• Although I have to play to a click (all instruments are played „live”, but one after the other), the tempo is changing all the time. I spent a lot of time to build a „tempo-track” with my recording-software – I believe, this work pays off a great deal, and makes a lot of impact on the „live”-feel of the recording.

  • 18.10.2019


    Wien, Staatsoper
    Wien, Staatsoper
    (right lower corner: mirroring myself)

    Words: Emily Dickinson (1830 – 1886)
    Music: Michael Michaelis

    The Bustle in a House

    By Emily Dickinson

    The bustle in a house
    The morning after death
    Is solemnest of industries
    Enacted upon earth.

    The sweeping up the heart
    And putting love away
    We shall not want to use again
    Until eternity.

    To the memory of Hedwig Getraude Michaelis (*19. March 1926; †28. February 2017), my father's older sister, my »Tante Traudchen«.

    Michael: Vocals, Guitars, Violin & Viola, Bass, Cymbals & HiHat, Wave Drum (Snare, Bass Drum, Toms), Percussion (Shaker, Caxixi, Tambourine).

    Recorded, edited, and mixed proudly using Cubase.

    (Last Update: 27.10.2019)

    [All Rights reserved. © Michael Michaelis, 2019]

    Memento - Cantata

    I was almost done working on my latest piece of music (Memento), when I noticed – quite surprisingly, actually – that it might be a Cantata. At least it has a lot of it's elements: recitatives, arias, a pretty wild mixture of different styles, and last but not least a choir at the end. I'm far from comparing myself with Bach – but he is not just famous for his polyphonic masterpieces, but also started a revolution by ignoring the boundaries between sacred and secular music. That gives me quite an excuse to clash elements of “classical” music with those of Jazz, Blues, and Rock, even in a piece dealing with grief and mourning.


    When You Are Old

    William Butler Yeats
    William Butler Yeats

    Words: William Butler Yeats (1865 – 1939)
    Music: Michael Michaelis

    When You Are Old

    By William Butler Yeats

    When you are old and grey and full of sleep,
    And nodding by the fire, take down this book,
    And slowly read, and dream of the soft look
    Your eyes had once, and of their shadows deep;

    How many loved your moments of glad grace,
    And loved your beauty with love false or true,
    But one man loved the pilgrim Soul in you,
    And loved the sorrows of your changing face;

    And bending down beside the glowing bars,
    Murmur, a little sadly, how Love fled
    And paced upon the mountains overhead
    And hid his face amid a crowd of stars.

    Michael: Vocals, Guitars, Violin & Viola, Seaboard, Bass, Cymbals & HiHat, Wave Drum (Snare, Toms, Bass Drum).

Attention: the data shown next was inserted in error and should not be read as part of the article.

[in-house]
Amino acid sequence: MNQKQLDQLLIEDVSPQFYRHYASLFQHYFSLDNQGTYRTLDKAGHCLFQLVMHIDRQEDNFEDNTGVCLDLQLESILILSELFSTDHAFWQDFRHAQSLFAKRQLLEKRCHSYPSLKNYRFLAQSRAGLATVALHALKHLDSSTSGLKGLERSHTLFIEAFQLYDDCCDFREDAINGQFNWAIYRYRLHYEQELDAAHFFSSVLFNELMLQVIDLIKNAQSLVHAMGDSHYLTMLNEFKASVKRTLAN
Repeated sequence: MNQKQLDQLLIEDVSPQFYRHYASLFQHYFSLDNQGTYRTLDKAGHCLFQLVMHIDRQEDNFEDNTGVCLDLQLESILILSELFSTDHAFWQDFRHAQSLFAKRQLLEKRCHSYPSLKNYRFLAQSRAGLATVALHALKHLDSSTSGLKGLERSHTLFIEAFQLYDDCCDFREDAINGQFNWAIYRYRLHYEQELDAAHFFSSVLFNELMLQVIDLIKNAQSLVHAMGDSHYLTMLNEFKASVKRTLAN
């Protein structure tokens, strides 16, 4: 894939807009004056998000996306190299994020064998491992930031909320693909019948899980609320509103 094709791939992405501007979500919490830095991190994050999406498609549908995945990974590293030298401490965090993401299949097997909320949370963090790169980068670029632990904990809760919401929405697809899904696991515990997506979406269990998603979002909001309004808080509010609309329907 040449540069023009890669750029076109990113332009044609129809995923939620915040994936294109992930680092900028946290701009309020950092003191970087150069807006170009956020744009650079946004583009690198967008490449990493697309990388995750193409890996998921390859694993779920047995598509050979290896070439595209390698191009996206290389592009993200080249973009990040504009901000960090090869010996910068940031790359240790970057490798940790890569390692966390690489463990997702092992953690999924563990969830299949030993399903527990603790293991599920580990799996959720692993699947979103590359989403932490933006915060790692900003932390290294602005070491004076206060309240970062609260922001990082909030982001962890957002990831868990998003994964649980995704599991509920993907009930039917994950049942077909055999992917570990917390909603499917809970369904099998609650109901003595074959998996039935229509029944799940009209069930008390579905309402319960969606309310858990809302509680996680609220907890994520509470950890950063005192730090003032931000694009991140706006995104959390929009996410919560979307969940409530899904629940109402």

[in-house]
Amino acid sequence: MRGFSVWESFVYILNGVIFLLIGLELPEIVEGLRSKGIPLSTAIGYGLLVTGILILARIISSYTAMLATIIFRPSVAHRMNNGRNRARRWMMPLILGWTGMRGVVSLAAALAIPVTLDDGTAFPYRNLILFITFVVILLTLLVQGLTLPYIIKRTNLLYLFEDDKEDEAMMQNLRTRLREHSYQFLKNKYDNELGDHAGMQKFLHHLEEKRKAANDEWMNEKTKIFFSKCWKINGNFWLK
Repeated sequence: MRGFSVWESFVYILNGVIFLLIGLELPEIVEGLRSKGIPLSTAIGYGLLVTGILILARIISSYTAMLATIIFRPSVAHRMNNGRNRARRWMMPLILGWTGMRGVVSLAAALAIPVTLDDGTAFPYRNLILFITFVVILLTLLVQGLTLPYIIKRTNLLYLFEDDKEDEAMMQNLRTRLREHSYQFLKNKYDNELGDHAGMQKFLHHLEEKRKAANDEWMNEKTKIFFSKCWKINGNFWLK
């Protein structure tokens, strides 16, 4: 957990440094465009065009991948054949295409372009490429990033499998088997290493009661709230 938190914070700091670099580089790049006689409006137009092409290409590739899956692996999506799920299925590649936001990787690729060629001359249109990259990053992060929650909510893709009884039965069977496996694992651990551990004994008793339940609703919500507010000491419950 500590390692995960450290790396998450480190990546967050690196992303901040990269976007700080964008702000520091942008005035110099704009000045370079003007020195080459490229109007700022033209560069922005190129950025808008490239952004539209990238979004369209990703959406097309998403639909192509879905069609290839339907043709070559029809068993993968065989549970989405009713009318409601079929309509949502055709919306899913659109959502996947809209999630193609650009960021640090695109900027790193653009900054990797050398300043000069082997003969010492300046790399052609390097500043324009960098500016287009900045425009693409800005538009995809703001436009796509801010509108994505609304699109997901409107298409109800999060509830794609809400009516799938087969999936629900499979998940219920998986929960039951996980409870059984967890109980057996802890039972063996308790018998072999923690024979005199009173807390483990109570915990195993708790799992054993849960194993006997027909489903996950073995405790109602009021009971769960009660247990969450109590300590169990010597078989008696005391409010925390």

Recorded, edited, and mixed proudly using Cubase.

    [All Rights reserved. © Michael Michaelis, 2019]

    (*) Some remarks (German)


    When I Have Fears

    John Keats
    John Keats

    Words: John Keats (1795 – 1821)
    Music: Michael Michaelis

    When I have Fears

    By John Keats

    When I have fears that I may cease to be
      Before my pen has glean'd my teeming brain,
    Before high-piled books, in charactery,
      Hold like rich garners the full ripen'd grain;
    When I behold, upon the night's starr'd face,
      Huge cloudy symbols of a high romance,
    And think that I may never live to trace
      Their shadows, with the magic hand of chance;
    And when I feel, fair creature of an hour,
      That I shall never look upon thee more,
    Never have relish in the faery power
      Of unreflecting love - then on the shore
    Of the wide world I stand alone, and think
      Till love and fame to nothingness do sink.

    Michael: Vocals, Guitars, Violin & Viola, Piano, Bass, Cymbals & HiHat, Wave Drum (Percussion), additional sequencer programming (Marimba, Clarinets, Timpani).

    Recorded, edited, and mixed proudly using Cubase.

    (Last Update: 3.11.2018)

    [All Rights reserved. © Michael Michaelis, 2018]


    Gravity (Remix)

    For some reason, I didn't wrote any new music for the last couple of month. Instead, I spent my time exploring guitar sounds, and practicing violin. As a „playing ground” for my experiments I used a song I wrote about two years ago, Gravity. Almost all tracks are new recordings – not with the results I dreamed about, but much closer to what I want to hear.

    „Gravity” was the first song I unpacked my violin again, after I stopped playing pretty much exactly forty years ago. That was the main reason for me to go back to that specific song: convincing myself that constant practice (for almost two years, now) really makes a difference.